Bison Bison illustrate the deep, endless vitality of Chicago’s jazz and improvised-music community | Concert Preview | Chicago Reader

Bison Bison illustrate the deep, endless vitality of Chicago’s jazz and improvised-music community 

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click to enlarge Bison Bison

Bison Bison

courtesy of the artist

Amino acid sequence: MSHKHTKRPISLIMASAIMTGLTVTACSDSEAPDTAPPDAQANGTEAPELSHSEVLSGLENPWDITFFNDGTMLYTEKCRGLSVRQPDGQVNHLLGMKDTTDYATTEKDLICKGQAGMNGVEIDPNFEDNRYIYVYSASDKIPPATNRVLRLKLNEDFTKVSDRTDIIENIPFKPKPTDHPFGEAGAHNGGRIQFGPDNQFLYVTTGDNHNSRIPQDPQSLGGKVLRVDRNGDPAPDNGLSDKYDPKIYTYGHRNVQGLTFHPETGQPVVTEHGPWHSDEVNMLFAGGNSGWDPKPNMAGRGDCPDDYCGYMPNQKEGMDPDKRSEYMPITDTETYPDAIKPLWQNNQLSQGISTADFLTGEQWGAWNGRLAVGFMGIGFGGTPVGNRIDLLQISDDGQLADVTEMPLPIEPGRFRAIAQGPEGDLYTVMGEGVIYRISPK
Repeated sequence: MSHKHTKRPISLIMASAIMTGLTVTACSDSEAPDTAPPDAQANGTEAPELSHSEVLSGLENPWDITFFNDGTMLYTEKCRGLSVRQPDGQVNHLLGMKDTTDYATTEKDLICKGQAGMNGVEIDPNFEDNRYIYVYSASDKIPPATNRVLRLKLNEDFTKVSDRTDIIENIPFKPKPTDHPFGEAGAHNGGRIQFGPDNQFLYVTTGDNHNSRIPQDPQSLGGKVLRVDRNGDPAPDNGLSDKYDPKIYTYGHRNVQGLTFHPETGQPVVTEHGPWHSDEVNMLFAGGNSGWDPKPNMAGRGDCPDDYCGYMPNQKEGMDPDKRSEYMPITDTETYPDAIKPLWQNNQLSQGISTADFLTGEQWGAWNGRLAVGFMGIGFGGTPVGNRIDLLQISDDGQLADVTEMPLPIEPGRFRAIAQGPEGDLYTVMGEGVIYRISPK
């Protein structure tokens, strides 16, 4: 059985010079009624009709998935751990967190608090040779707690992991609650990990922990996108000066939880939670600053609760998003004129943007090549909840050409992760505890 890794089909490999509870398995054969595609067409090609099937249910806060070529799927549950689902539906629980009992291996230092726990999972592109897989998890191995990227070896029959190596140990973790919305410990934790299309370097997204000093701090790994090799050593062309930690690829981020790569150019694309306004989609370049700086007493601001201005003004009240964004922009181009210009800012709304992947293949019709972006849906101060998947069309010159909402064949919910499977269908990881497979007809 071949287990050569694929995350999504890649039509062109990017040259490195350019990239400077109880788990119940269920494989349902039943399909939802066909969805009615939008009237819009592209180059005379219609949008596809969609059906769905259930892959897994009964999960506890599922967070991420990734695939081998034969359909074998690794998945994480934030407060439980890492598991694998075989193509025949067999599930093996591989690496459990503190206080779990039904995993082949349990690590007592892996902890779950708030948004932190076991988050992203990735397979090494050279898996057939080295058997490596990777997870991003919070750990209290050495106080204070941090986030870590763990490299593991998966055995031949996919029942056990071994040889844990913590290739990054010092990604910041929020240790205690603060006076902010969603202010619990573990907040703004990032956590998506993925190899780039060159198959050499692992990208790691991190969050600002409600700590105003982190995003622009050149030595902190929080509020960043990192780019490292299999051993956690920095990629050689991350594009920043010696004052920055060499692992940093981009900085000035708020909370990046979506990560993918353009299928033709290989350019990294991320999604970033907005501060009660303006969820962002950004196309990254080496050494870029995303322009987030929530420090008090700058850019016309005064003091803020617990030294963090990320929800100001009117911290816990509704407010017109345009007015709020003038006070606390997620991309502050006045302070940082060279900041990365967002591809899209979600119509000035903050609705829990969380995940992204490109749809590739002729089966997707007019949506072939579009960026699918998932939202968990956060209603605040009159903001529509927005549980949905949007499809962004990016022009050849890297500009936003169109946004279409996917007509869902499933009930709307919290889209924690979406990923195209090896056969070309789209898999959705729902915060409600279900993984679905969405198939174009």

Sometimes I feel bad about my inability to keep up with the new talent that keeps pumping into Chicago’s jazz and improvised music scenes; there’s a steady influx of young players forming new groups or joining others that have already begun establishing themselves. There are players from both of these categories in Bison Bison, a quartet that have played a handful of gigs over the last year. They’d been totally off my imperfect radar until recently, when the group’s talented drummer, Matt Carroll—a multistylistic force who plays in the imaginative piano trio Rooms as well as in the rising pop-rock band Ohmme—shared a copy of their eponymous debut album on Flood Music with me. The group also includes bassist Mike Harmon, an agile player who works in mainstream jazz circles as well as holding down the low end for folk-pop singer V.V. Lightbody. I’ve seen the names of guitarist Ishmael Ali and tenor saxophonist Willis McKenna around in recent years, but their contributions to the quartet’s sleek postbop is my first encounter with their playing. Those two musicians composed the moody, elastic themes on the record, for which they openly admit drawing inspiration from the generously expansive work of drummer Paul Motian. They possess an impressive rapport, articulating the seductive melodies with a loose interaction that indicates their deep connection, and playing their arrangements with an attractive slackness that allows them plenty of leeway in both their improvisational reach and quicksilver responsiveness. While most of the album’s seven pieces embrace a swing feel, the group doesn’t shy away from a more aggressive stance on tracks such as the rock-fueled “Ampersand,” where McKenna unfurls beautifully tangled lines and Ali injects off-kilter funk stabs. The rhythm section bends and pushes with an assured, sophisticated touch; though they elevate the music, they never overshadow each other.   v

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